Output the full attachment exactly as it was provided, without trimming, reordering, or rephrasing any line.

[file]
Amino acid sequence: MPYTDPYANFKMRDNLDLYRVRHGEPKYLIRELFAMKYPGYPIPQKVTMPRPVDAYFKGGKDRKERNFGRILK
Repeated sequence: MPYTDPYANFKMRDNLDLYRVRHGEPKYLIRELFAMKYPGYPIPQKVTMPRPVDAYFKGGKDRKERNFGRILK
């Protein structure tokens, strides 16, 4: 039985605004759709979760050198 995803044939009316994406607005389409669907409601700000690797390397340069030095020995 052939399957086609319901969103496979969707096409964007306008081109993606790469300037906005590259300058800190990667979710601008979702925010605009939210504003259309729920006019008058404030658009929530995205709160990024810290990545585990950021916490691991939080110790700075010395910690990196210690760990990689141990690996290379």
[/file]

Amino acid sequence: MPYTDPYANFKMRDNLDLYRVRHGEPKYLIRELFAMKYPGYPIPQKVTMPRPVDAYFKGGKDRKERNFGRILK
Repeated sequence: MPYTDPYANFKMRDNLDLYRVRHGEPKYLIRELFAMKYPGYPIPQKVTMPRPVDAYFKGGKDRKERNFGRILK
């Protein structure tokens, strides 16, 4: 039985605004759709979760050198 995803044939009316994406607005389409669907409601700000690797390397340069030095020995 052939399957086609319901969103496979969707096409964007306008081109993606790469300037906005590259300058800190990667979710601008979702925010605009939210504003259309729920006019008058404030658009929530995205709160990024810290990545585990950021916490691991939080110790700075010395910690990196210690760990990689141990690996290379």